Yajima Shuzo was born on December 6, 1933. He graduated from the Department of Electrical Engineering, Faculty of Engineering, Kyoto University in 1956, and completed his Master’s Degree at the Department of Electrical Engineering, Graduate School of Engineering in 1958. Immediately after he became a Ph.D candidate, he was dispatched to Totsuka Works of Hitachi, Ltd. to participate in the development of Kyoto University's first digital all-purpose electronic computer, KDC-I (Kyoto Daigaku Digital Computer - I) also known as HITAC 102B, for the Ministry of Education's research project led by his supervisor, Professor Maeda Ken-ichi. Referring to the ETL Mark V also known as HITAC 102A, which was under development at Hitachi, the KDC-I was developed in parallel with the ETL Mark V , as a germanium transistor- based computer. KDC-I was a pioneering commercial machine, in that it has both a magnetic core memory and a magnetic tape unit, as well as an extended instruction set including detailed floating-point arithmetic operations especially designed for scientific and engineering calculations. For nearly two years, Yajima focused his energy on the coordination and arrangement for the logic design and the design of the magnetic tape unit as well as their development, and finally succeeded in running the core part at the end of 1959. At that time, Yajima implemented a computer program to solve the routing problem of logic designs and executed the computer program as a test program on KDC-I, which was an early CAD (computer-aided design) program. During the development of the machine, he also invented and developed a certain kind of logic tester to measure the margins of transistor circuits, which was later commercially manufactured.
Upon the completion of KDC-I, Yajima returned to Kyoto University in the summer of 1960. KDC-I was the first transistor- based computer in Japanese universities. The machine was also commercially manufactured as HITAC 102B and was introduced to certain institutes such as the Economic Planning Agency of Japan. In 1961, the first computation center among Japanese universities was established at Kyoto University, where the shared use of KDC-I started. For approximately 15 years many students and teachers used the machine. KDC-I received technical achievement at the Electrotechnical Laboratory, and, owing to the intelligence and passion of Hitachi's engineers and Kyoto University's teachers and graduate students, KDC-I finally came to fruition. The machine was truly "the crown of a government-industry-academia collaboration". The success of KDC-1 cannot be mentioned without also mentioning Yajima's role in the project. His notes on design and development, his diaries, records, drawings of logic designs, manufacturing drawings and notes on arrangements, were donated to Kyoto University Archives in 2004. These documents turned out to be uncommonly useful in passing down the processes of the technological developments of those days.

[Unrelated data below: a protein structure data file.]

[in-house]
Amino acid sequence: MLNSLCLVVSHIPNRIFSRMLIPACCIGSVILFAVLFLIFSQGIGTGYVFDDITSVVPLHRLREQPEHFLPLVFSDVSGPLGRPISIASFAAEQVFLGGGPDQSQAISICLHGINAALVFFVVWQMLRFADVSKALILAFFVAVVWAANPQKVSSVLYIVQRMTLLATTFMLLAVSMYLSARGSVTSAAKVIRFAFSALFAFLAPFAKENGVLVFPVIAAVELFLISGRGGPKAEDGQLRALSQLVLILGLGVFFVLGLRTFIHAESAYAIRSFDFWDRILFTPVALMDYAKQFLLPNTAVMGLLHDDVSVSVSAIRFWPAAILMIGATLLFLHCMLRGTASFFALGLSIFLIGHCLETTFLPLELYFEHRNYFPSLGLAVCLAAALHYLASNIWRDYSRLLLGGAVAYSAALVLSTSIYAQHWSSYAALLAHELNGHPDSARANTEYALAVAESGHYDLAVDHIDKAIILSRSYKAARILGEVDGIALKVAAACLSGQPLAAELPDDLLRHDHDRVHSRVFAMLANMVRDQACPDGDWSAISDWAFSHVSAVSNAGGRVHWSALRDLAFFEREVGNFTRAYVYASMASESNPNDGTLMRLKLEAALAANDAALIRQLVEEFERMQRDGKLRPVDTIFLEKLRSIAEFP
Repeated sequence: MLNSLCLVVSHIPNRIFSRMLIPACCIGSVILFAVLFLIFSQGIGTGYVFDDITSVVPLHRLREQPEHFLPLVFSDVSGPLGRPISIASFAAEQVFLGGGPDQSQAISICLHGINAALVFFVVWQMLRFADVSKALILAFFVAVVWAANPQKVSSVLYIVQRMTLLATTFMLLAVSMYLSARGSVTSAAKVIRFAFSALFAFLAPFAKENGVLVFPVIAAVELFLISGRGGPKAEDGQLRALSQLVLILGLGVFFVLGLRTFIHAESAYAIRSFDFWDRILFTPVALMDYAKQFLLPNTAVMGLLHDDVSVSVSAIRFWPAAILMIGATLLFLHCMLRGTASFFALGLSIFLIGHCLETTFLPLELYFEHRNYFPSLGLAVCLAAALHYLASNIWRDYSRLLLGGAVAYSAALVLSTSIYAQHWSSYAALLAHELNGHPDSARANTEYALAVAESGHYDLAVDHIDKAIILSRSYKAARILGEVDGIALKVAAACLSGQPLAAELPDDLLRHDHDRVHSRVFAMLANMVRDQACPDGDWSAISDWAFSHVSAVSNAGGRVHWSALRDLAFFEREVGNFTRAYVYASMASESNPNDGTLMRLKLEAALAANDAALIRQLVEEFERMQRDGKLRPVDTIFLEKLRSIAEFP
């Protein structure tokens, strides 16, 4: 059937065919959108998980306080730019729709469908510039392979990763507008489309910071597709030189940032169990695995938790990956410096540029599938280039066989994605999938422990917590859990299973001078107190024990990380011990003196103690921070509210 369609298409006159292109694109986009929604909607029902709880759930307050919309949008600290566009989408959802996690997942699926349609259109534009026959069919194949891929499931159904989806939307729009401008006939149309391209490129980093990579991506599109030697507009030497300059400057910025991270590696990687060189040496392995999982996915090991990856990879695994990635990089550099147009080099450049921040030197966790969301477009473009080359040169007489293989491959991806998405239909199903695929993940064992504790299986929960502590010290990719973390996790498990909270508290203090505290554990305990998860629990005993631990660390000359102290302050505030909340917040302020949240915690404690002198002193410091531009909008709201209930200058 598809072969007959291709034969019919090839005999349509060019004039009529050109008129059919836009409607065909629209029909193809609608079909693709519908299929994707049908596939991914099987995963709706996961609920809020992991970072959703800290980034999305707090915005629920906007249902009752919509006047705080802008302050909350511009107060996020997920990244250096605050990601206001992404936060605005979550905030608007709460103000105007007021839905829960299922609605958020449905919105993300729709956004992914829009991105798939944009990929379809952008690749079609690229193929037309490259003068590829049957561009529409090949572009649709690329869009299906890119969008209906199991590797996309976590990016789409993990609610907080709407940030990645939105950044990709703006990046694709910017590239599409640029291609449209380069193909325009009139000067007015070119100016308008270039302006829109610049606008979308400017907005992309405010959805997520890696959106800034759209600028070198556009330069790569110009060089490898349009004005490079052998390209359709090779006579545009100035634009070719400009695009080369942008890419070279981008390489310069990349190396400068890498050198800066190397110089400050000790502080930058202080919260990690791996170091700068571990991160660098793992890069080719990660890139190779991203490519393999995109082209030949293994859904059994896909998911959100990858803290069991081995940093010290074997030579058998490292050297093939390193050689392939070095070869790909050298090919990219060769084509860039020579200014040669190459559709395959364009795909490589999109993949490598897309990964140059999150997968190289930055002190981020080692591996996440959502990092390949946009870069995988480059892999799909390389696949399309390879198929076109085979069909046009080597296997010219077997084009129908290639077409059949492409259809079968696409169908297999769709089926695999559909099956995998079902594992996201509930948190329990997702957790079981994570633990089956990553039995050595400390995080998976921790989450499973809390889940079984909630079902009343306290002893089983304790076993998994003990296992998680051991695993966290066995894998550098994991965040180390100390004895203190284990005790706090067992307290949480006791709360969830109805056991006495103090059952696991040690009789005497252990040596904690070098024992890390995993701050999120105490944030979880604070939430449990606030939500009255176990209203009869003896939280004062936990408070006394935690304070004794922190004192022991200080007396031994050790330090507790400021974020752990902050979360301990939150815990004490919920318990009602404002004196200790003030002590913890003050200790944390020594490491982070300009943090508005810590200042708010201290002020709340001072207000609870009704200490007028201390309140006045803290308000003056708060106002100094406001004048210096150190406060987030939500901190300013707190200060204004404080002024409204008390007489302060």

In 1961, Yajima became a research associate at the Department of Electronics, Faculty of Engineering, Kyoto University. After he served as a lecturer and an associate professor, he took charge of the Laboratory of Logic Circuits and Automata as professor at the Department of Information Science in 1971. In 1976, he developed the computer network, LABOLINK, with Sumitomo Electric Industries, Ltd., which linked computers via optical fibers, and, in 1977, he also developed the relational database system ARIS. Both are pioneering achievements in their related fields. Yajima obtained a patent on a graphic system for logic CAD for which he had carried out the research and development. Around 1987, related to logic CAD, Yajima started to boost research on binary decision diagrams. As for theoretical research, he also has many achievements in various fields such as logic circuit theory, automaton theory, logic CAD, logic design verification, logic circuit algorithms, and computational complexity theory, from which not a few ideas have come into practical use. Many students who did research in these fields under Yajima's supervision have contributed to the establishment of many fields of computer and information science from theory to practice such as VLSI design technology, database technology, computational complexity theory, and algorithm theory. Many of Yajima's students have taken positions at Japanese universities including more than 10 as professors. It is particularly worth noting Yajima's foresight in pioneering new fields, and his contribution to educating young people in Japan in the area of information science and computer science.
After retiring from Kyoto University in 1997, Yajima served as a professor at Kansai University, and was appointed Chairperson of the Graduate School of Informatics. He also served as Director of the Research Center for Advanced Informatics in 2005. He has obtained about 50 patents including approximately 10 KDC-I related patents. Many pioneering papers have been published in journals and transactions of Japanese academic societies and of IEEE, and in the proceedings of international conferences. He is an IEICE Fellow and an IEEE Life Fellow. In the Information Processing Society of Japan, Yajima also served as a Trustee, a Managing Trustee and Chairperson of the IFIP Committee in 1978 and 1979, and also contributed to the establishment of the Journal of Information Processing.